This Equal Pay Day, I’ll pause to note the benefits of a published pay scale.
Equal Pay Day is the day each year that the “average woman”—earning $0.77 of the “average man’s” dollar—draws even with her imaginary male counterpart’s earnings from last year. While we can debate the reasons for this discrepancy, the fact is that it exists.
Salaries vary widely among independent-school teachers—though none are very high—and they are based on experience, subject taught, family situation, previous salary, and some other factors. A lot of low teacher compensation is based on goodwill: administrators take as much free work as they can get from teachers because we are usually gullible and not usually very good negotiators (especially true of women). Failure to agree to this free work is evidence of teaching’s cardinal sin: putting yourself ahead of the kids.
When I lived in Russia, everyone knew everyone’s salary. Asking about salary is part of Russian small talk. In the United States, that information is considered confidential, and we don’t like to talk about it. U.S. employers know this and use it to their advantage. If workers are squeamish about pay conversations, they will never know where they stand.
This situation seems pretty great from an administrator’s point of view. Why should they change it? Here are three simple reasons:
1) It increases teacher morale, which enhances their work.
Teaching is performative. To engage students daily requires patience, energy, and good humor. Our society pays lip-service to this fact, but only lip-service. An administrator at my place of work recently announced that “teaching is the most ennobling profession.”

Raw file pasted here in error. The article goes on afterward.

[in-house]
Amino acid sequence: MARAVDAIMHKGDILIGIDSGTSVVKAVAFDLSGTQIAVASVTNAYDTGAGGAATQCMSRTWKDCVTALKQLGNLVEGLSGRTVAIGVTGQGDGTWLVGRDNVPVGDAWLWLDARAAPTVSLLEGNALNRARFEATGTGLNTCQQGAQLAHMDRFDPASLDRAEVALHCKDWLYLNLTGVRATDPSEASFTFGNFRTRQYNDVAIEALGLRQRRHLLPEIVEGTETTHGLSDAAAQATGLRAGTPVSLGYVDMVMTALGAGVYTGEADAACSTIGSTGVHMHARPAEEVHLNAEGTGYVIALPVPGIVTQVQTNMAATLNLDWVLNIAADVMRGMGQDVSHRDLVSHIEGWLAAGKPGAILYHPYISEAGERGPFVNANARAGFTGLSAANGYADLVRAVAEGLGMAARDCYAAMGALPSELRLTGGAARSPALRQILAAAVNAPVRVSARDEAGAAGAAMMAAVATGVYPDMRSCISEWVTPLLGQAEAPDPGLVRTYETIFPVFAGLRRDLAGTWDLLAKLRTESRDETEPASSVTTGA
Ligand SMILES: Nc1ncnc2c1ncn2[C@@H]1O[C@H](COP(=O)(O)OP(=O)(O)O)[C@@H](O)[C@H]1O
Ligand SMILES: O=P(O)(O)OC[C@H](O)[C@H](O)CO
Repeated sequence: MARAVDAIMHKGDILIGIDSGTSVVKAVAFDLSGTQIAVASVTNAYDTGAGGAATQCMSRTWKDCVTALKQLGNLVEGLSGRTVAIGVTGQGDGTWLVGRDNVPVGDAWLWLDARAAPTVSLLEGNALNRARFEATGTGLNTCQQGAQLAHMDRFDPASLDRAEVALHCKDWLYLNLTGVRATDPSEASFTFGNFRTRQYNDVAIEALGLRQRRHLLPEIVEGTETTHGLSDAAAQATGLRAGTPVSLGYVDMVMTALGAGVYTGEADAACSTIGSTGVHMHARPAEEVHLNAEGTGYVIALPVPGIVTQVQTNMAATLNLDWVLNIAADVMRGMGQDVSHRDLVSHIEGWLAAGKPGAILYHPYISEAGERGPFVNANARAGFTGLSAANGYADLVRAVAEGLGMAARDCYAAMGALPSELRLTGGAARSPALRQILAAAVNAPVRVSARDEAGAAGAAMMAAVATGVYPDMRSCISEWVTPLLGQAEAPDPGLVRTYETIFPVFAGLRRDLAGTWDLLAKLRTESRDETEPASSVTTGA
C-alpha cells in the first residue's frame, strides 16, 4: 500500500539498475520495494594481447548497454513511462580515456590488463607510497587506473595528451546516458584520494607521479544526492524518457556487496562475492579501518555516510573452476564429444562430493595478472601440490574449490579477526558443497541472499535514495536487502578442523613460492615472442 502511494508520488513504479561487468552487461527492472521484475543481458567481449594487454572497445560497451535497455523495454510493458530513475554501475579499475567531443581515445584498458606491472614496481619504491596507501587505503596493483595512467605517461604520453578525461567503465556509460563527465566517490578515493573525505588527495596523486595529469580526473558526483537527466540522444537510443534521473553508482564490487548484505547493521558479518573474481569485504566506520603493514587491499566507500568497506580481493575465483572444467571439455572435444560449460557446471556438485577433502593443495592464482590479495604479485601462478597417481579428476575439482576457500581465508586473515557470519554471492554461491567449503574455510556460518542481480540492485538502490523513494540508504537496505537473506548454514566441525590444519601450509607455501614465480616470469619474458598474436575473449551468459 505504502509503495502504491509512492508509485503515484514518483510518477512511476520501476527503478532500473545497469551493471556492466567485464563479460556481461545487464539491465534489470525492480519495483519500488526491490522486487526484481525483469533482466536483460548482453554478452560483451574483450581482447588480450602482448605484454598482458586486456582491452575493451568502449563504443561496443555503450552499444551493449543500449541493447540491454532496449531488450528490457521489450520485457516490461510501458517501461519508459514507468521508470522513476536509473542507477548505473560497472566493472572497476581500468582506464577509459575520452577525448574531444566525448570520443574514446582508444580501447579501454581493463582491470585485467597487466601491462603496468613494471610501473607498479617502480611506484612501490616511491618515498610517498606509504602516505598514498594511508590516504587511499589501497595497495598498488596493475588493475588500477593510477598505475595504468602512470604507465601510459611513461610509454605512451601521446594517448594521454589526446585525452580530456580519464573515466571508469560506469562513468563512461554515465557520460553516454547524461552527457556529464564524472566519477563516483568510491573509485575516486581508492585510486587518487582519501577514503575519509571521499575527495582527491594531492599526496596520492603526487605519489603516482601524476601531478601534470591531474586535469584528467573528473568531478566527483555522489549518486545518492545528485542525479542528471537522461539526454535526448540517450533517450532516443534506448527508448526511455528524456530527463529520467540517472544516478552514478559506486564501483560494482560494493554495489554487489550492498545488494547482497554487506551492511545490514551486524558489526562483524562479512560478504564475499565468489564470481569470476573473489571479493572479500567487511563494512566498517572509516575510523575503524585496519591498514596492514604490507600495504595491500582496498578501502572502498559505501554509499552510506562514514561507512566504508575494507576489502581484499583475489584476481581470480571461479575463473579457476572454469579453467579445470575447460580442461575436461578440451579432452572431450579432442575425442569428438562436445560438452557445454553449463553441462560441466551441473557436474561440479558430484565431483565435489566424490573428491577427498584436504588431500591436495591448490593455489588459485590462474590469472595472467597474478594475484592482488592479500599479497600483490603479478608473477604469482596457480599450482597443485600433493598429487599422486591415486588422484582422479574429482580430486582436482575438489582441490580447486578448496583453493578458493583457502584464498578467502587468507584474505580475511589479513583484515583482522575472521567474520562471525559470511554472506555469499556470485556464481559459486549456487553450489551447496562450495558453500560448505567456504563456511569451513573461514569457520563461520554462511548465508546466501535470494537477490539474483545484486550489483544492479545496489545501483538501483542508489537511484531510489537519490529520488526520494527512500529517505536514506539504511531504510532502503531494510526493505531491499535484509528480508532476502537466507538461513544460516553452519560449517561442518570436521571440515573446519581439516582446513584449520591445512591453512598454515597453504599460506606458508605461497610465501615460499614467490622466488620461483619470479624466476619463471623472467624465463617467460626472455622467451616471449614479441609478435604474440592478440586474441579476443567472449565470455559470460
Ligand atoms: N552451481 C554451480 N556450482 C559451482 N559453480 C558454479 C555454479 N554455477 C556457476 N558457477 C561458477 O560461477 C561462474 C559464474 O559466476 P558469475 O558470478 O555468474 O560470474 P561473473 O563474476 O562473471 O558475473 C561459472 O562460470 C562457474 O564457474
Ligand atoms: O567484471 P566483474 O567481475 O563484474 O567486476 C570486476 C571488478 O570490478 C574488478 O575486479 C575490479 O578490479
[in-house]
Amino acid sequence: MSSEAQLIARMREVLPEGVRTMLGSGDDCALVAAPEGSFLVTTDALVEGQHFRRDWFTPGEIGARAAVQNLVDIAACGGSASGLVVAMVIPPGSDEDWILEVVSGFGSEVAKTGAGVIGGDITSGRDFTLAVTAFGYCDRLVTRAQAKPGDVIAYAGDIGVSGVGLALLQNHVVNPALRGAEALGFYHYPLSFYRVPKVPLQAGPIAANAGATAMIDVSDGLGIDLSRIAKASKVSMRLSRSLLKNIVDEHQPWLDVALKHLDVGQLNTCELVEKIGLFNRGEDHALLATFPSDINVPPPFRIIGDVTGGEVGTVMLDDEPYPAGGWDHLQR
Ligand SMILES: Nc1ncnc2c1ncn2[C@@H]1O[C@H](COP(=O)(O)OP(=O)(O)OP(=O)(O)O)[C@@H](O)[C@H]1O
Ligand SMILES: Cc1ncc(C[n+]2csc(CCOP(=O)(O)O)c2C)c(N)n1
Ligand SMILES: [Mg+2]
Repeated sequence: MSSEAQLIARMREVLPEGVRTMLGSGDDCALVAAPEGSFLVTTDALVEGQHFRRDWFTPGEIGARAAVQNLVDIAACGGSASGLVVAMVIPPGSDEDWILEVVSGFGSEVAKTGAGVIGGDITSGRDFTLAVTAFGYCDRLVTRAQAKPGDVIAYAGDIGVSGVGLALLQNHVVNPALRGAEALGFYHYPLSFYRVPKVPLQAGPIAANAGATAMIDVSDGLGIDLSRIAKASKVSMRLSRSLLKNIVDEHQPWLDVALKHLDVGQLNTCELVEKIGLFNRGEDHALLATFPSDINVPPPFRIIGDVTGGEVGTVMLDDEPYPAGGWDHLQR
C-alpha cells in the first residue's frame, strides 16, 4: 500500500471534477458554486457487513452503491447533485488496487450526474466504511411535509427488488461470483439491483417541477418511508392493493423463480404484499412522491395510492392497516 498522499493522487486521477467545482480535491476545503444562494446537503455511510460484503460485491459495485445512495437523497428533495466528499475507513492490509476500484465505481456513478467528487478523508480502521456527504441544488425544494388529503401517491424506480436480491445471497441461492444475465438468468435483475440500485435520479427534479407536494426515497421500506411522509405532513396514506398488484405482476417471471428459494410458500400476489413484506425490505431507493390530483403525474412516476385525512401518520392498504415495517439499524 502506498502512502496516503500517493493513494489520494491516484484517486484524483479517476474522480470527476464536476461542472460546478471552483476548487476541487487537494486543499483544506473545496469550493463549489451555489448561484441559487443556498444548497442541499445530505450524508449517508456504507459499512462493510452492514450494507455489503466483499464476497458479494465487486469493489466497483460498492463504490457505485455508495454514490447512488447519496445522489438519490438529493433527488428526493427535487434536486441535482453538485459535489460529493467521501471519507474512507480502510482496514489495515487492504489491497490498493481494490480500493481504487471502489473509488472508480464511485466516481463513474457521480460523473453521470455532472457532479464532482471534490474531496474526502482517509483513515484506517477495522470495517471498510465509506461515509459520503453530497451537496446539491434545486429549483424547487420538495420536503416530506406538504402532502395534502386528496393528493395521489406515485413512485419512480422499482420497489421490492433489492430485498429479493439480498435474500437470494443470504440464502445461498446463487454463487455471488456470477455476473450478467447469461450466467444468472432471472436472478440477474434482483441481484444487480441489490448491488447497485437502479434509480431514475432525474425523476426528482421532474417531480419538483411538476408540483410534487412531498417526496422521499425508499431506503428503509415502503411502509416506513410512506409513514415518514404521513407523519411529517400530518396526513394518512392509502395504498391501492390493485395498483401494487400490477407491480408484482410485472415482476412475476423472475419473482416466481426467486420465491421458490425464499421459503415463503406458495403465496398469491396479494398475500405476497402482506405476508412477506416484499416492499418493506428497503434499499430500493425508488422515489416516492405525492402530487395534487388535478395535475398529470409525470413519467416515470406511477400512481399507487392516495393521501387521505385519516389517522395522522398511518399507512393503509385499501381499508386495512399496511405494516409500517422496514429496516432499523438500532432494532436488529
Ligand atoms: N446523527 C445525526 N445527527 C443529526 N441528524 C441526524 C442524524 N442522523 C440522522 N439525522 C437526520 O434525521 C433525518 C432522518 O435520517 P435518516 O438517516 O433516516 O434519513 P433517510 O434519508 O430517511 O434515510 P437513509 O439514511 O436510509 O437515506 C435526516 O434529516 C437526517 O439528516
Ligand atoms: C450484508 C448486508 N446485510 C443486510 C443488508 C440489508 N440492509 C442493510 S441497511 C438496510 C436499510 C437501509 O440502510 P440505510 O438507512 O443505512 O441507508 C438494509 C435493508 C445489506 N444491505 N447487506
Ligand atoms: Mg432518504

Not coincidentally, this comment preceded the announcement that our salaries would remain stagnant for yet another year. These platitudes are worse than useless. We will not find enough saints to staff our schools. At some point, we need to treat teachers like mortal humans, not as special people immune from the lure of money. It’s a little galling when someone who makes twice—or ten times—what you make tells you that your profession is “ennobling.”
Excellent education is not something that a person can grind out. I have taught at schools with very high morale and very low morale. Schools receive qualitatively better work from happy teachers than from bitter ones. Having a published pay scale means that everyone knows where they stand. It keeps administrators honest in negotiations, but it allows enough wriggle-room to lure talent and to recognize accomplishment.
2) It equalizes pay between genders, shielding the school from discrimination claims.
Protecting yourself from lawsuits is not the best reason to give equal pay for equal work, but the threat of litigation has encouraged all sorts of good behavior in employers.
Published pay scales allow for very little gender discrimination, intentional or inadvertent. This reason is especially important in teaching, which is still a profession dominated by women.
3) It attracts good applicants.
Job seekers like certainty. If a prospective teacher knows that a school has a published pay scale, they feel more comfortable accepting a contract.
Finding good teachers is hard. In competitive markets, schools vie for the most effective teachers. In less competitive markets, quality teachers can be hard to come by, especially those who are willing to be paid private-school wages, which are generally much lower than those at public school.
Speaking as a past (and future) job-seeker, it speaks well of a school when they are confident enough to publish their pay scale. It makes other offers seem less certain and therefore less attractive.